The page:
Ed Sayadian, president of air traffic management at Exelis, says the basic building blocks from an avionics standpoint are the VDL Mode 2 digital radios, a communications management unit, and either a Future Air Navigation System (FANS) 1/A+ or Aeronautical Telecommunications Network (ATN) digital communications system, equipment generally installed on most airliners at the factory today. CPDLC will go live first, with FANS aircraft, and network upgrades will follow to allow for ATN-equipped aircraft to use the service. Later in the contract window, the FAA will introduce the capability to automatically update and transmit flightplan data to and from the aircraft’s FMS, a key feature of 4D navigation for Nextgen.

To receive upgrade funds, older aircraft will be required to have at least a 10-year operational life remaining. “We identified more than 20 different permutations of equipment out there requiring some types of upgrades,” says Sayadian. He adds that upgrades could range from “minor” software tweaks in the $30,000 range to major radio replacements at $500,000 in price. Airlines obtaining the incentives will ultimately decide which aircraft to upgrade, although Sayadian says the emphasis is likely to be on fleet uniformity to decrease training costs.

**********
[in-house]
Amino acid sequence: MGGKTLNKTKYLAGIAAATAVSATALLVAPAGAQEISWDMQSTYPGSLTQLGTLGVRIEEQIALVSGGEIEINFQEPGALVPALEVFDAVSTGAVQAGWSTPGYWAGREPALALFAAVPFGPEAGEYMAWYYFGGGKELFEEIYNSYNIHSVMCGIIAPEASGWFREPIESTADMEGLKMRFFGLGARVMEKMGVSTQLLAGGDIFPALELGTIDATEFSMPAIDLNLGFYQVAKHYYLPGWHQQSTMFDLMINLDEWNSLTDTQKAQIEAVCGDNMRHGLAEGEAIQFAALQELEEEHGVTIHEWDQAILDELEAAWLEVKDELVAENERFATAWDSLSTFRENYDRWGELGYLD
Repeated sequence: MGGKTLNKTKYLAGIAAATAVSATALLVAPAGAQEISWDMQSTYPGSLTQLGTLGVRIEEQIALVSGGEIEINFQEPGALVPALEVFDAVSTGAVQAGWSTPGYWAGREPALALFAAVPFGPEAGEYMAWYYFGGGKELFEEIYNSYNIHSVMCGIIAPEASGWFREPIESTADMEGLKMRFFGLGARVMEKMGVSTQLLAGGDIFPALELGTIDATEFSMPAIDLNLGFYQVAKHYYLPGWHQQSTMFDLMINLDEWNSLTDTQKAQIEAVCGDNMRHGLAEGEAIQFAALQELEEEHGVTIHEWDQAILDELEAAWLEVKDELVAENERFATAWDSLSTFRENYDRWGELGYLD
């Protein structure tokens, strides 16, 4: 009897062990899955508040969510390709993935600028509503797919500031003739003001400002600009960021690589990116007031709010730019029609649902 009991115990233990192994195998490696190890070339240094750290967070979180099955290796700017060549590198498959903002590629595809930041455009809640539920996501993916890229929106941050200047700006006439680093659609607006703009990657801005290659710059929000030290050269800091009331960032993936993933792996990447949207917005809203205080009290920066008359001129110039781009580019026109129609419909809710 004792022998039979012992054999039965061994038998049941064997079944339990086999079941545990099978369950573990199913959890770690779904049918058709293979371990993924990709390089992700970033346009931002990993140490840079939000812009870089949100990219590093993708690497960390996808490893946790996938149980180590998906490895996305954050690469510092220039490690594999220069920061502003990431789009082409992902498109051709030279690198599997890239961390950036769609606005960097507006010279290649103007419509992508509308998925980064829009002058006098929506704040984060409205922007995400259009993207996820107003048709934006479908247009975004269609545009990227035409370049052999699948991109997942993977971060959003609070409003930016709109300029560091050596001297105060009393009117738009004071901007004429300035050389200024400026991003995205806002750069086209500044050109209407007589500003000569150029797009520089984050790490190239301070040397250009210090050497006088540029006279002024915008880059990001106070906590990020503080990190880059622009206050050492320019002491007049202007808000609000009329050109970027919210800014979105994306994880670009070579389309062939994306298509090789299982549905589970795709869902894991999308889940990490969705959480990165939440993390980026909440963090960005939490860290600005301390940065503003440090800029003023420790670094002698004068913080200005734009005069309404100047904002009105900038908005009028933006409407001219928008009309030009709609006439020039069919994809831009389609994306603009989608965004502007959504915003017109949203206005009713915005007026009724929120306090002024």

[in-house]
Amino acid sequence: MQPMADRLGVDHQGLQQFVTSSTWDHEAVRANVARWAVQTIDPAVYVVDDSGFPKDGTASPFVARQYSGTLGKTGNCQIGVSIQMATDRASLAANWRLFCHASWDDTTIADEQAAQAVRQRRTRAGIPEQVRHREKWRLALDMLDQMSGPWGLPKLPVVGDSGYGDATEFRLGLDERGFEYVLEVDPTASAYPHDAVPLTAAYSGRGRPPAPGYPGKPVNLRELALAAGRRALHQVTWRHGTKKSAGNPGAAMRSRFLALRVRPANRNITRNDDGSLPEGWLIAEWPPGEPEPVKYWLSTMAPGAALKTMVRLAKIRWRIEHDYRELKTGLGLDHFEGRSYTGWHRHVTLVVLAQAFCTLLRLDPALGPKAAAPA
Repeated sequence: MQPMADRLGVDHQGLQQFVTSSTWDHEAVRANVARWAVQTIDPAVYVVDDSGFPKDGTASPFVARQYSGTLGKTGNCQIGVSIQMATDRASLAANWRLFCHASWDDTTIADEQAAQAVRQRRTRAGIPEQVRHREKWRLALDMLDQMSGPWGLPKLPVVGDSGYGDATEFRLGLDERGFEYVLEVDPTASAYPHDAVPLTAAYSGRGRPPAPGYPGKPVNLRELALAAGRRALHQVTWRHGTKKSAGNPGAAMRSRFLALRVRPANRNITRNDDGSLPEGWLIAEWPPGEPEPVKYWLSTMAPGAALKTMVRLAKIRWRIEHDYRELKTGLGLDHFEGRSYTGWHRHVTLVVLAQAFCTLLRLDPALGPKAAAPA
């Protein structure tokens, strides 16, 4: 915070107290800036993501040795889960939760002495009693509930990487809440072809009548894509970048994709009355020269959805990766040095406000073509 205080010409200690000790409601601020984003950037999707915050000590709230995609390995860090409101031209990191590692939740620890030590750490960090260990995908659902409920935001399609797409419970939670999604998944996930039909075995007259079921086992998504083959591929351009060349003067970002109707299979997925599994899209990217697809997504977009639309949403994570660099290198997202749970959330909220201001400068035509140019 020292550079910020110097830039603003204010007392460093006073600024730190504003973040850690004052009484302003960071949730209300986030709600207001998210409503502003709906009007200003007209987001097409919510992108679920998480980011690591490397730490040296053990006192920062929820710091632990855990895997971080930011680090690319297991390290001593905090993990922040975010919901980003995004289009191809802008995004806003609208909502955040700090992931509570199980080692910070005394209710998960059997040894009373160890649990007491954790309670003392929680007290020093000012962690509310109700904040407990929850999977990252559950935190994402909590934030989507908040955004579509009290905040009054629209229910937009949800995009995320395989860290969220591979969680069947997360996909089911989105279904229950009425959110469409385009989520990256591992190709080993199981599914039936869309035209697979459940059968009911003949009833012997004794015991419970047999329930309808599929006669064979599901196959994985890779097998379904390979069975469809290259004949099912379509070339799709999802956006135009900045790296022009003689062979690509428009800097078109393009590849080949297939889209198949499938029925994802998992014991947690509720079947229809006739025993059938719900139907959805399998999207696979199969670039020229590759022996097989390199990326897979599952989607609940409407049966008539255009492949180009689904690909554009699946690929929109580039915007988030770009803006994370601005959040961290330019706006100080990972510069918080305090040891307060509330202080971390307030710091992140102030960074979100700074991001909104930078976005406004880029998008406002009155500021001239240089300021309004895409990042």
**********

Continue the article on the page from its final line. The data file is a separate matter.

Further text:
The DCIS proposal requires that 90% of the $80 million in equipage funding goes to airline aircraft (Part 121), with air taxi aircraft (Part 135) eligible for 10%. The funding profile changes depending on the year, and varies from $4 million in the first year (2013) to $21.6 million in 2015 and $8 million in 2018, the final year of the incentive programme. Not covered are FMS purchases or FMS replacements; upgraded cockpit voice recorders that meet a mandate for recording digital messaging; costs for maintenance of the equipment or training on how to use it; and aircraft out-of-service time during the retrofit. The FAA will require that any domestic airline has the opportunity to participate in the programme.

Through the incentive, the FAA hopes to equip 1,900 aircraft (about 25% of the active airline fleet) for data comm to have an “acceptable performance” of the technology, an average cost of about $40,000 per aircraft. The contract winner will be required to harness the operational data from the participating airlines to show the benefits of using the technology, benefits the FAA is certain will spur other operators to equip voluntarily.

The US Department of Transportation, however, is not so sure. In testimony to the US Congress in October, DoT inspector general Calvin Scovel said challenges integrating data comm with the FAA’s various air traffic control automation systems had already delayed the roll-out of data comm from 2016 to 2018 for the en route segment. “Until the FAA resolves these issues, however, users are likely to remain skeptical and reluctant to equip since the FAA abandoned the similar [CPDLC] programme in 2005,” Scovel added.

January 29, 2012 Posted by | SDVOSB | Leave a comment

Meet Nicole Hartman…Drones are Here to stay.